You’re short on cash, you don’t want to stop at an ATM, and you’re right by the store so you dash in and use your debit card for a $5 purchase. The cashier tells you they don’t take debit cards for transactions of less than $10. You’re ticked, walk away and wondering whether what just happened is legal or not?
That’s just one more question in the debit vs. credit card world. While merchants can set a limit of $10 for credit card purchases, there is nothing in the law about limits for debit card purchases.
The 2010 Durbin Amendment to the Dodd-Frank act included a provision that minimum purchase prices on credit cards must be allowed, and capped the minimum at $10. It did not stipulate that debit cards can be subject to minimum purchases, and the card brands chose to prohibit it. “So, a merchant that charges a minimum on debit is not breaking a law, but they are breaching their merchant agreement with the card brands,” says Ellen Cunningham, marketing manager for CardFellow.com.
So, the bottom line, says attorney Matt Pinsker of Pinsker Law, “While it may be inconvenient to customers, it is perfectly legal for businesses to have a minimum. Businesses do not have to even offer debit cards as a payment option, and if they do choose to accept them, they can put their own terms and conditions on them.”
While it may be inconvenient to customers, it is perfectly legal for businesses to have a minimum.
-Matt Pinsker of Pinsker Law
While debit cards can be a savings to businesses in not having to take the time to handle and count cash, there is a cost to businesses for taking payment by card, which can be either a fixed rate per transaction or a percentage. “With small transactions, it can really eat into a business’s profits, especially when it is a fixed rate,” says Pinsker.
Jeff White, an analyst and staff writer for Fit Small Business, specializing in small business finance, says, “There are no laws allowing it and there are no laws banning it. It's kind of a grey area, which is why there is so much uncertainty surrounding it. If the merchant requires a minimum amount on debit cards, then they're likely breaking their own agreement with the credit card companies processing your debit card transaction. The debit card fees are capped by Dodd-Frank at $0.21 per transaction, so minimum purchase amounts weren't given where they were for the use of credit cards.”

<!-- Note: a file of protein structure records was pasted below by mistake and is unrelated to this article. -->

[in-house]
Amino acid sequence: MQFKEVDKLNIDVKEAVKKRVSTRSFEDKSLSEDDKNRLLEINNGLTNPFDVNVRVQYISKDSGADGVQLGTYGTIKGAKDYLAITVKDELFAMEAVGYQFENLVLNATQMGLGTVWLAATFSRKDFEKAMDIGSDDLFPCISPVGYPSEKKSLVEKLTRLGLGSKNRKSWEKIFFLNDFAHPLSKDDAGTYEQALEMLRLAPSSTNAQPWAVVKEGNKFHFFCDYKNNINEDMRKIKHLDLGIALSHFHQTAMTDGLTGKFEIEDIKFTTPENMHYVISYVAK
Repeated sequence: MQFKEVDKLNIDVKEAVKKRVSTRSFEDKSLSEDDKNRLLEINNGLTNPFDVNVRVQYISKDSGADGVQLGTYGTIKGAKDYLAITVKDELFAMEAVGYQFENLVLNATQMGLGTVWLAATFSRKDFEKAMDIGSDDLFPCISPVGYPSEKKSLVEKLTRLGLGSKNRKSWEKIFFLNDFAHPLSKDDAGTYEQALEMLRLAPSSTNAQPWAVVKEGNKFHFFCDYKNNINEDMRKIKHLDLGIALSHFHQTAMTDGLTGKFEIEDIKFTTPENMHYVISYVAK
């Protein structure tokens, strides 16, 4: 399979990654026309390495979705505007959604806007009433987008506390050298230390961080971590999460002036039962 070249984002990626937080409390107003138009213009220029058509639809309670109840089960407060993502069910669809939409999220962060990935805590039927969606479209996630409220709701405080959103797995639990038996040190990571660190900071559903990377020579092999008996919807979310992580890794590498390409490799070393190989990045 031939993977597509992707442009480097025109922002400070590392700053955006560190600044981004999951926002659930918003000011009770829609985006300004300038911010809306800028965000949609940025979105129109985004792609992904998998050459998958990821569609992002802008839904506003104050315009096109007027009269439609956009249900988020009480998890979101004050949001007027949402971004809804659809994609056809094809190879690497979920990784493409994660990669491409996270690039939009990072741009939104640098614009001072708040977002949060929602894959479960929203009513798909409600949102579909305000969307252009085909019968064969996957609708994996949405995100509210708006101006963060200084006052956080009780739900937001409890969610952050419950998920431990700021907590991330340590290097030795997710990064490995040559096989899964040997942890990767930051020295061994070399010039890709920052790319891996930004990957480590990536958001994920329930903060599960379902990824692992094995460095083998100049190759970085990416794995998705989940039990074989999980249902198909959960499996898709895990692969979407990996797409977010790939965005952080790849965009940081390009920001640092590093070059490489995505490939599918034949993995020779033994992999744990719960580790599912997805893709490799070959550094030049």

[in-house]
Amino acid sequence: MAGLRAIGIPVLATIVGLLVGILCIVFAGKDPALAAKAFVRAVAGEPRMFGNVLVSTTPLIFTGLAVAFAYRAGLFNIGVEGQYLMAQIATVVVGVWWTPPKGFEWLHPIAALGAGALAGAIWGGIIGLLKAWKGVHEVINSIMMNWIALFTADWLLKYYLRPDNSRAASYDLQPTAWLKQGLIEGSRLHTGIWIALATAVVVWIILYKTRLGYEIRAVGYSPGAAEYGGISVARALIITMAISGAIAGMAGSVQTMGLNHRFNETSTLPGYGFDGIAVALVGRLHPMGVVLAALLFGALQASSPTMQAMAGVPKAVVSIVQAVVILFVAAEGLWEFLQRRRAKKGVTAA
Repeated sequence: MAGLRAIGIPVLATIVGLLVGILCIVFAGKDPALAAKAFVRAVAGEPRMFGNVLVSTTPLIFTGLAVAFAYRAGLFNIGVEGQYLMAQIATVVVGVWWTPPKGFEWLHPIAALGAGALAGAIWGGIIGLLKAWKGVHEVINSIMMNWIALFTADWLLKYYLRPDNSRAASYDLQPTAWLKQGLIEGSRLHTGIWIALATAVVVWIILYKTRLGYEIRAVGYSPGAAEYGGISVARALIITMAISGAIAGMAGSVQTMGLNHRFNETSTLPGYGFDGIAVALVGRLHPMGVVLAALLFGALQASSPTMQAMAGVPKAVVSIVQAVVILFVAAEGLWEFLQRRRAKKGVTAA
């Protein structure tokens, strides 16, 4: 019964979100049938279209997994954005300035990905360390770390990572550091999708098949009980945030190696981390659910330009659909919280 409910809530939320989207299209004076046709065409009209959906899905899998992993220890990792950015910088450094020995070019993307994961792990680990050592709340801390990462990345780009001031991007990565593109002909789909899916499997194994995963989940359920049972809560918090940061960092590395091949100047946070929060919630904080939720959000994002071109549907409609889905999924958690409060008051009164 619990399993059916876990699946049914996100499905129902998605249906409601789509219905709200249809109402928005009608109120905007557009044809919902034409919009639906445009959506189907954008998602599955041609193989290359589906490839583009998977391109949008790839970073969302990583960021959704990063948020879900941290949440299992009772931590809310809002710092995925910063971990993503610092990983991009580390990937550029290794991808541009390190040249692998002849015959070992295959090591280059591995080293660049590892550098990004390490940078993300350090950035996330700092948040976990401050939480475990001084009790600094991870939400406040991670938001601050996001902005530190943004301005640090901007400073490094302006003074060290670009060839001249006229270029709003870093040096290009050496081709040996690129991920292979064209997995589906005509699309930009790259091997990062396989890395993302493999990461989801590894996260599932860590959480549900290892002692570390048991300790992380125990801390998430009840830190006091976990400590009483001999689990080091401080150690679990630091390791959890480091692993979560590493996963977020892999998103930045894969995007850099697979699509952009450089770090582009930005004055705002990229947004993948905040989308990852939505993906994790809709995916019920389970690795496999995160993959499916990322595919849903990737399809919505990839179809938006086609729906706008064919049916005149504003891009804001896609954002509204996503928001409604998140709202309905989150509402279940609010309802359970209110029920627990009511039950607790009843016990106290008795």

Banker Corey Vandenberg, further explains, “The merchants are offended if you buy a dollar or less item from them using a debit or credit card since it costs them around 25 cents just for the transaction, or in other words, they have just paid VISA for the privilege of waiting on you, they could have technically lost money. Often you will see a sign at the merchant (usually handwritten) where their minimum charge is $5 or $10 because that’s where they consider it “worth it” to accept a debit or credit card. The sellers of merchant services warn the merchants not to do that, but there is simply no VISA police to force the issue. In the end, the merchants are simply passing these costs onto consumers, one way or the other.”
If the merchant requires a minimum amount on debit cards, then they're likely breaking their own agreement with the credit card companies processing your debit card transaction.
-Jeff White, analyst and staff writer for Fit Small Business
What recourse do you have? Cunningham says, “If you’re denied using a debit card for purchases under $10, the best thing to do is try talking to the business owner or manager - rules and laws change regularly, and the business may simply be misinformed. Be sure to speak with an upper-level staff member, as a cashier is likely just following their training.”
You can go further. You can report them to Visa, MasterCard, or whatever processor the merchant is using. Visa's report form is here. Mastercard's is here. Says White, “It won't help you be able to use the card though. Your recourse options generally depend on what state you're in, because many states allow merchants to refuse service to anyone for any reason at any time. In any case you won't personally benefit from anything you can do as recourse, but you could get the merchant in trouble.”
Editor's Note: Many DA readers with reward checking accounts have a reason to care about merchant debit card rules that can make it more difficult to meet the monthly requirements of reward checking accounts.